Testing at a Community Provider

If you get an HIV test at a County Health Department or community-based organization, the process will pretty much be the same.

First, you'll check in at the front desk and be asked to wait until you're called. When it’s your turn, you’ll meet in private with the person who will complete the test. He/she will ask some questions about your age, race/ethnicity, gender and potential risk factors.

Most likely, there will also be some questions about sexual activity and injection drug use. For some people, it may be uncomfortable to talk about these things, but it’s very important to be open and honest when answering these questions. You won’t be judged. Also, it’s OK for you to ask questions about the test being used, or the testing process.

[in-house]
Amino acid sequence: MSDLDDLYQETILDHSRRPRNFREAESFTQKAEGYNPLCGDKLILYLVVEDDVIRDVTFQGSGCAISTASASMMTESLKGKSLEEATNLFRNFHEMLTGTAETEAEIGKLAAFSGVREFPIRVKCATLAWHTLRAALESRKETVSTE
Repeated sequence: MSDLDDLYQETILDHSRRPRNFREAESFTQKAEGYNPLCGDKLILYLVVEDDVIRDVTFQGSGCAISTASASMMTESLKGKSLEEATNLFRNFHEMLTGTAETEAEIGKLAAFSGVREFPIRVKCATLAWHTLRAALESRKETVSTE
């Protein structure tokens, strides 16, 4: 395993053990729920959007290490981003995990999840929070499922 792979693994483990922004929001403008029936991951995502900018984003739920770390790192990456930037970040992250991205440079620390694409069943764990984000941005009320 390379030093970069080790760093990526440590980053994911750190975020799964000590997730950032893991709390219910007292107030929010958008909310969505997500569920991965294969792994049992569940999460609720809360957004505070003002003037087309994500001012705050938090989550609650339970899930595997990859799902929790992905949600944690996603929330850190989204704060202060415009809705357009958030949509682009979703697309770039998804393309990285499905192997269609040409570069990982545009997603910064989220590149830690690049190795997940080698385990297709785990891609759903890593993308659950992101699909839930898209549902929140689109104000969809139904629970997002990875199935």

Most health departments and community organizations will use a rapid HIV test. These tests can provide results in less than 30 minutes. These tests can be blood based, or use oral fluid (cells collected from between your cheek and gums). 

After a short wait, you'll be called again, and your test results will be shared in private. Some places might allow you to leave, and call in later for your results, or log on to a secure website for online viewing.

What Happens Next?

If you’re HIV negative, you’ll be offered information about prevention options, such as Pre-Exposure Prophylaxis (PrEP).

If you’re HIV positive, you’ll receive compassionate care to help you understand your diagnosis and manage any stress of fears. You’ll also get help connecting to medical care and supportive services, and to confidentially inform partners who may be ask risk.